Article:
Giant, Amphibious Centipede Identified As An S.contaracta
If you think you're safe from centipedes in the water, think again. Apparently, there are worse versions of the species under the sea - gigantic versions of the many-legged creature.
As if centipedes are not frightening enough, National Geographic noted that the first known amphibious centipede belongs to a group called Scolopendra , and they grow up to 20 centimeters or 7.9 inches long. Like all other centipedes, these larger versions are venomous and carnivorous. Lucky for Americans, they only live in Southeast Asia.
This is not the first time this species was discovered, though. Even though the description was published only last month in ZooKeys, George Beccaloni of the Natural History Museum in London actually saw this on his honeymoon in Thailand way back in 2001. The entomologist said that he was actively looking for bugs during this time. "Wherever I go in the world, I always turn over rocks beside streams, and that's where I found this centipede, which was quite a surprise."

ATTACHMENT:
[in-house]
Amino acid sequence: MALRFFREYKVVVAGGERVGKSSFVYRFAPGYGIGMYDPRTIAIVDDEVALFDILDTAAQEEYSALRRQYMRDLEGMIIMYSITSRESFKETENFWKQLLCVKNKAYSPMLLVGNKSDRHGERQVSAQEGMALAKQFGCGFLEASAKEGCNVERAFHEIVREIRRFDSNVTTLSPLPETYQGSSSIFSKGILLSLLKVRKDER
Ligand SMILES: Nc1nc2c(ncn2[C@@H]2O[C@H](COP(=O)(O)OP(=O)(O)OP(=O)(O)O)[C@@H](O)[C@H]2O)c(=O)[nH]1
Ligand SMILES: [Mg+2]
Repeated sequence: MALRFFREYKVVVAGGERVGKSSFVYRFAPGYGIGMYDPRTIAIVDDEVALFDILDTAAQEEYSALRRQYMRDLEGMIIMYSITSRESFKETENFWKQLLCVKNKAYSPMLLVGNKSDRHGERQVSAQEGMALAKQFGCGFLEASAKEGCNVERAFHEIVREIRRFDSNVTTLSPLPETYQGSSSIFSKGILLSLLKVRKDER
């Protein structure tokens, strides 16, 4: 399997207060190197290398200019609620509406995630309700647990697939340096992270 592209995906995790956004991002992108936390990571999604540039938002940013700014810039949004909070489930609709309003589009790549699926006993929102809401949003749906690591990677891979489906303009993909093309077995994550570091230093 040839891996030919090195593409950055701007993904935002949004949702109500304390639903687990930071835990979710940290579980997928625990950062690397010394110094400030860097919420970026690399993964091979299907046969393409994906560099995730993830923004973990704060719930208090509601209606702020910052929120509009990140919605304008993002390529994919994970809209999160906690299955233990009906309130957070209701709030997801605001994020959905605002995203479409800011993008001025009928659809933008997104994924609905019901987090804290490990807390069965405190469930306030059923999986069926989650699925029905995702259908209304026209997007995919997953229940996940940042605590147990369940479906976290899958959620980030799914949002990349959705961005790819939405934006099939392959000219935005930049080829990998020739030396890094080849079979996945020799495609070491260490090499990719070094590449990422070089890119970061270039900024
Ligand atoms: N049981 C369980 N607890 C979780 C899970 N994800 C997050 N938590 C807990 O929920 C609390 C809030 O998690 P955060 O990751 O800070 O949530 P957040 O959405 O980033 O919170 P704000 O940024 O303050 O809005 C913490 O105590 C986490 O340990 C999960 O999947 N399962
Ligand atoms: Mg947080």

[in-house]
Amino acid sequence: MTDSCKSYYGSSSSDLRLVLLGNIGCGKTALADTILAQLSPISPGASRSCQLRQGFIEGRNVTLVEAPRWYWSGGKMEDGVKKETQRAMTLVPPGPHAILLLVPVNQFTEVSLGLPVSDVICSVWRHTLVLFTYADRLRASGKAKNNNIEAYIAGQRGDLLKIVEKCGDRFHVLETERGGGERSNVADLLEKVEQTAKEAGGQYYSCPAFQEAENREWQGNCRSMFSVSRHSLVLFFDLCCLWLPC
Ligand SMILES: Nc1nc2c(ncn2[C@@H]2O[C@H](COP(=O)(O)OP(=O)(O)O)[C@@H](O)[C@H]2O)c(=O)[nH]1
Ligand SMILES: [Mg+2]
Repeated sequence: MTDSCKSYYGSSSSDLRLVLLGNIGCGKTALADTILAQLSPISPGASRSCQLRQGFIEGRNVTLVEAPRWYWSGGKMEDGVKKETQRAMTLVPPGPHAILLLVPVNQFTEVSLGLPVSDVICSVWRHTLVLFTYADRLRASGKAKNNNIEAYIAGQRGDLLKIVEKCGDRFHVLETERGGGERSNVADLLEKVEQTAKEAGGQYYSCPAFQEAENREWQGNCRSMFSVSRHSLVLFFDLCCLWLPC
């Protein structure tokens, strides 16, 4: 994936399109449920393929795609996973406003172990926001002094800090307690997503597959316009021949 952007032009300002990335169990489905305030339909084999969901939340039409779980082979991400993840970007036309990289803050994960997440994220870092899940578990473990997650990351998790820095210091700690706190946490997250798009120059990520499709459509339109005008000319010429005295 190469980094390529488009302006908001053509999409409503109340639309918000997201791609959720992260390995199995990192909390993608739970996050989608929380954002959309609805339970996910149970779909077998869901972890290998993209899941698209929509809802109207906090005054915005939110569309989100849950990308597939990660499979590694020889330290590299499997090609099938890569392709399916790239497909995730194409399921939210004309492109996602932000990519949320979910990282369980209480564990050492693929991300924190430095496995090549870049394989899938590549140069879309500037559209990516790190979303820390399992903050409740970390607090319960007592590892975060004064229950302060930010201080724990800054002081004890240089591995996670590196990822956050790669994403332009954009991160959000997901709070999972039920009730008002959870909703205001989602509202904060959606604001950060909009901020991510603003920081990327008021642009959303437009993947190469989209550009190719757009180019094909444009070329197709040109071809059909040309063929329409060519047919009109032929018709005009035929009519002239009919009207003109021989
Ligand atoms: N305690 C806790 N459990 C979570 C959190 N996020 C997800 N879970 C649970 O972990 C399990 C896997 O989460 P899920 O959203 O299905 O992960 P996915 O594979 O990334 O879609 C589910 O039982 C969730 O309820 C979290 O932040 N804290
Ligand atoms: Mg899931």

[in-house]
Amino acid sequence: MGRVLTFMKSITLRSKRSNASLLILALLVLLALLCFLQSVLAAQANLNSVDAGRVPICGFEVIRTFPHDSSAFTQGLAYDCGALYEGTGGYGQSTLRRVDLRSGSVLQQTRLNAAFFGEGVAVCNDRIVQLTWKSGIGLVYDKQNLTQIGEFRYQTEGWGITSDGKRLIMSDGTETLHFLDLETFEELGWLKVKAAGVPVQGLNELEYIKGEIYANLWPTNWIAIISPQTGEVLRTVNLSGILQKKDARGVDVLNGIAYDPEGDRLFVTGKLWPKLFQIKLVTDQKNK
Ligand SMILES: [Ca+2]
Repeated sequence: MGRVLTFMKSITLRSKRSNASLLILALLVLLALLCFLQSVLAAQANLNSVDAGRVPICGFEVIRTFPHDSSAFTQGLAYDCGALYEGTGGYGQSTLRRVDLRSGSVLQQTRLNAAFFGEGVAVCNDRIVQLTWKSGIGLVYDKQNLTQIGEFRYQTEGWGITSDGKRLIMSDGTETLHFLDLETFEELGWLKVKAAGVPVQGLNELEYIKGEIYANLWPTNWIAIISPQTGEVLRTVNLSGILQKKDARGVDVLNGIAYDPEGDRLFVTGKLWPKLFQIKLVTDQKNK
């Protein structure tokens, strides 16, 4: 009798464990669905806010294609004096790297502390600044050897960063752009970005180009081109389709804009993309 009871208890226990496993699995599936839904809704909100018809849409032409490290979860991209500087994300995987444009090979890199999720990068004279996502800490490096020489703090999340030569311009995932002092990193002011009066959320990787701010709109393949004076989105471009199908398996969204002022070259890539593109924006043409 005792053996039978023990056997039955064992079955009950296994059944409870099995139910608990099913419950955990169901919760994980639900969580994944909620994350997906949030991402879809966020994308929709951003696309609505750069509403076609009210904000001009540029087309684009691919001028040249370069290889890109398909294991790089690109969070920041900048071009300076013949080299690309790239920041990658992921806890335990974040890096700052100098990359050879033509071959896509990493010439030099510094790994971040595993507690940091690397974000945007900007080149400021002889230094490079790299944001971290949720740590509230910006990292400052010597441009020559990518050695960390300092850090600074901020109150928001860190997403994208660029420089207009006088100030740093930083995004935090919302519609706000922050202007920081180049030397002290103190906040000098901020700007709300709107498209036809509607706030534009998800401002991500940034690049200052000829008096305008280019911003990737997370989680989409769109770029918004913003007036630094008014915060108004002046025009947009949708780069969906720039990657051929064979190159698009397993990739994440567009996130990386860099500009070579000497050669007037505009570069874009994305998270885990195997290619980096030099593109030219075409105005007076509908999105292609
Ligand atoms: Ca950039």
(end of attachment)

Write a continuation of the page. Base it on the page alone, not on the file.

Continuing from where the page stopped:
Describing the giant centipede, he said, "It was pretty horrific-looking: very big with long legs and a horrible dark, greenish-black color."
When he found the rock where the animal was hiding under, the centipede was said to immediately escape into the stream, not into the forest he initially thought it will. Upon capture, Beccaloni put the centipede in a large container of water where it was said to have "swam powerfully like an eel." When he took the centipede out of the container, the water rolled off its body, leaving it dry.
It took a while for the species to make it in the books, but Beccaloni and his colleague were able to collect two specimen near a waterfall in Laos, and DNA analysis confirmed that it was, in fact, a new species.
He shared his observations with Edgecombe and together, they confirmed that the centipede was an example of S. contaracta - a venoumous species that probably can't kill you, but will cause agonizing pain nonetheless.